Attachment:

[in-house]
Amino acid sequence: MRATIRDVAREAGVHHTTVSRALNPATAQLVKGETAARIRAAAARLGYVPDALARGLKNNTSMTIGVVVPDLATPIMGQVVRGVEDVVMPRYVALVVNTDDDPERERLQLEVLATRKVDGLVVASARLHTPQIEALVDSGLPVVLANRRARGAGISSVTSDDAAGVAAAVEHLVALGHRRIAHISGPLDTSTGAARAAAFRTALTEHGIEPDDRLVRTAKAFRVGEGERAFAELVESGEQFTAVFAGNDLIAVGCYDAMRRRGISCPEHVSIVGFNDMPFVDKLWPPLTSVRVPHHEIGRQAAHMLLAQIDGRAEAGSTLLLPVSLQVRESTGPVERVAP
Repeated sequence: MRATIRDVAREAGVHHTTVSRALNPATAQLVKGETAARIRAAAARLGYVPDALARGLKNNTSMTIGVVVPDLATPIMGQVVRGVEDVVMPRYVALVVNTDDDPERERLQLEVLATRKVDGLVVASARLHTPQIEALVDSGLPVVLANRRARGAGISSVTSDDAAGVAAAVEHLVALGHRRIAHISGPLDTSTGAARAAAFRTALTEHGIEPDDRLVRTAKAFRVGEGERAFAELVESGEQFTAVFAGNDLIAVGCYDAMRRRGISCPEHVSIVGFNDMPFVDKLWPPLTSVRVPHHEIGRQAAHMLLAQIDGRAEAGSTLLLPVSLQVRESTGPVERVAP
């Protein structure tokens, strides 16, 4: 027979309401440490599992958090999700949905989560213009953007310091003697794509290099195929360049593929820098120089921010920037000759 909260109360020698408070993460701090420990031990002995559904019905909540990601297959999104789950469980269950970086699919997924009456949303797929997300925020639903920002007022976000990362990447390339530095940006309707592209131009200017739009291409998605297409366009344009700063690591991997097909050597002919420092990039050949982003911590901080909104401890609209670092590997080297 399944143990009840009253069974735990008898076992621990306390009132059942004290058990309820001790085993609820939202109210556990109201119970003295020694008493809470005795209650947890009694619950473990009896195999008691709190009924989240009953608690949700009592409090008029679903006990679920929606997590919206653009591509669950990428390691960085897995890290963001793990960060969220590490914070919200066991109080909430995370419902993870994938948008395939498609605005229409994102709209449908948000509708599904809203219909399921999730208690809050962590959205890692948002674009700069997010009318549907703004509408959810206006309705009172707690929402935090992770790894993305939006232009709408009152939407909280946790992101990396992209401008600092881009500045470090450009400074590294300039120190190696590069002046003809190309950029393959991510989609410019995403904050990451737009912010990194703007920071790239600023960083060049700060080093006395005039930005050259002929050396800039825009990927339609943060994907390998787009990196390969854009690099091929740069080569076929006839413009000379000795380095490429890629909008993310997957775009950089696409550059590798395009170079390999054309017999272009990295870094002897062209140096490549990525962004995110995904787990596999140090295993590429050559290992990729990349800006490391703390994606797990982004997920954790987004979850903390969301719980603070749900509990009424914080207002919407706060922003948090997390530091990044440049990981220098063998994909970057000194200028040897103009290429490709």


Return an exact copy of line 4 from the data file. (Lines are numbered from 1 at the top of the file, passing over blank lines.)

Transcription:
């Protein structure tokens, strides 16, 4: 027979309401440490599992958090999700949905989560213009953007310091003697794509290099195929360049593929820098120089921010920037000759 909260109360020698408070993460701090420990031990002995559904019905909540990601297959999104789950469980269950970086699919997924009456949303797929997300925020639903920002007022976000990362990447390339530095940006309707592209131009200017739009291409998605297409366009344009700063690591991997097909050597002919420092990039050949982003911590901080909104401890609209670092590997080297 399944143990009840009253069974735990008898076992621990306390009132059942004290058990309820001790085993609820939202109210556990109201119970003295020694008493809470005795209650947890009694619950473990009896195999008691709190009924989240009953608690949700009592409090008029679903006990679920929606997590919206653009591509669950990428390691960085897995890290963001793990960060969220590490914070919200066991109080909430995370419902993870994938948008395939498609605005229409994102709209449908948000509708599904809203219909399921999730208690809050962590959205890692948002674009700069997010009318549907703004509408959810206006309705009172707690929402935090992770790894993305939006232009709408009152939407909280946790992101990396992209401008600092881009500045470090450009400074590294300039120190190696590069002046003809190309950029393959991510989609410019995403904050990451737009912010990194703007920071790239600023960083060049700060080093006395005039930005050259002929050396800039825009990927339609943060994907390998787009990196390969854009690099091929740069080569076929006839413009000379000795380095490429890629909008993310997957775009950089696409550059590798395009170079390999054309017999272009990295870094002897062209140096490549990525962004995110995904787990596999140090295993590429050559290992990729990349800006490391703390994606797990982004997920954790987004979850903390969301719980603070749900509990009424914080207002919407706060922003948090997390530091990044440049990981220098063998994909970057000194200028040897103009290429490709």